Born in 1939, the English composer Andrew Carter turns 75 in 2014. His music is frequently performed throughout the world, and he has received many commissions from the United States. In this set, Carter tastefully arranges two traditional Spanish Christmas carols for unaccompanied choir. Both are accessible and would fit nicely into many programs. Each arrangement allows for soprano soli, but a portion of the section could also sing these lines. In the second arrangement, the choir, imitating a Spanish guitar, accompanies the soloist. Well written, these pieces could quickly become an annual tradition for your choir.
Three Stephen Foster Portraits
arr. Edwin Fissinger
Stephen Foster (1826–1864), whose name is synonymous with Americana, died 125 years ago. Foster captured the American spirit so much so that many people assume his compositions are part of the folk tradition. This octavo contains three arrangements of Foster tunes by the great American choral composer Edwin Fissinger (1920–1990): “Laura Lee,” “Oh! Susanna,” and “Gentle Annie.” These songs are important to America’s musical heritage, and students are increasingly unfamiliar with these songs. Fissinger’s arrangements are straightforward and supported by piano accompaniments. Feel free to perform the entire set or simply excerpt one; my favorite is “Gentle Annie.”
Fifty years ago this year, The Beatles led the “British Invasion” with their performance on the The Ed Sullivan Show. Although hysteria surrounds today’s pop groups, The Beatles were the first to enjoy such widespread success. This arrangement of “In My Life” by Roger Emerson features a soloist over the choir singing nonsense syllables. Emerson tastefully captures the piece’s signature instrumental break in an homage to the Swingle Singers. Embrace Beatlemania, and incorporate cultural history into your rehearsals of this piece.
“Let the People Praise Thee O God”
2014 marks the 80th anniversary of the birth of William Mathias (1934–1992), a skilled composer and organist. Mathias was commissioned to compose a special anthem for the wedding of Prince Charles and Princess Diana in 1981. Undoubtedly his most famous work, “Let the People Praise Thee O God,” the product of this commission, displays all the grandeur of nobility. The work is quite challenging: it has significant dissonance, is fairly long, and a superb organist is required. However, this piece will be very appreciated, especially given the renewed interest in the British royal family.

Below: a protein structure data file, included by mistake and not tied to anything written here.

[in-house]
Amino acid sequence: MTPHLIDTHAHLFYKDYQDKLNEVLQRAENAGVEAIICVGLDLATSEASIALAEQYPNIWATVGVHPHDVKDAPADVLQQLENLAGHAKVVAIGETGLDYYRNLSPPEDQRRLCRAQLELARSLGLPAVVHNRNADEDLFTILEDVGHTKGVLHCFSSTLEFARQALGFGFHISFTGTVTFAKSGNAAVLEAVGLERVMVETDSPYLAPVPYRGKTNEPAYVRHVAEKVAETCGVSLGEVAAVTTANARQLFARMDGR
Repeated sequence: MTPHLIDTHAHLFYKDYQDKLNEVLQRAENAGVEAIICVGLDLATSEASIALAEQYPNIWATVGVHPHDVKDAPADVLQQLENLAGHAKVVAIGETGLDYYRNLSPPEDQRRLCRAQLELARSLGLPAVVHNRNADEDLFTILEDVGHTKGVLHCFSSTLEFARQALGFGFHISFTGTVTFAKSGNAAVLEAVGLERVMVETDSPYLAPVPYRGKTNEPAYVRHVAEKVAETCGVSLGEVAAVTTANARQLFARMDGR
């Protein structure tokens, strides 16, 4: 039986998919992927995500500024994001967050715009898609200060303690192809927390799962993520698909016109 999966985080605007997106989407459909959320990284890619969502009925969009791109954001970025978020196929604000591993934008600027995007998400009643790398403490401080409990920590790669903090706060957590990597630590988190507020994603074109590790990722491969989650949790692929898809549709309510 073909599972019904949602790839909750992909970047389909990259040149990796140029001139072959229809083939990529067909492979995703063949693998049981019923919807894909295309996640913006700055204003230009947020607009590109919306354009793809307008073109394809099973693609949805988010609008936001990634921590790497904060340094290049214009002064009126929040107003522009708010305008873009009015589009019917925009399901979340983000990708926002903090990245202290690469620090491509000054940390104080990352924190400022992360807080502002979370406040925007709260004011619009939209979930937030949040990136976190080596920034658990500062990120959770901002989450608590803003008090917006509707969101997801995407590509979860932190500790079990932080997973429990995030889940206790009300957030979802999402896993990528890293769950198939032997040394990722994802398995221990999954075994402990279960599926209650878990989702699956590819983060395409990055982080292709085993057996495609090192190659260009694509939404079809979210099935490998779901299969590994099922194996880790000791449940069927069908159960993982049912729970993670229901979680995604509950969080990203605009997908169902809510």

Matthew Michaels made a wonderful edition of this piece by Hans Leo Hassler (1564–1612), who was born 450 years ago. Many conductors are familiar with Hassler’s Cantate Domino and “Tanzen und Springen,” but “Ihr Musici, Frisch auf!,” a rollicking, spirit-filled piece, is worth knowing, too. Students will enjoy the dance rhythms, interplay between sections, and metrical shift. Consult the King’s Singers’ performance of this piece on their Madrigal History Tour recordings to grasp the Renaissance style. This piece would make a statement at a festival or contest.
John C. Hughes is a versatile choral musician and pedagogue, drawing from experience as a K-12 teacher, collegiate conductor, and church musician. Presently, Hughes is a candidate for the D.M.A. in Choral Conducting and Pedagogy at The University of Iowa and serves as music director at a local church. Please contact him directly via his website: www.johnchughes.com.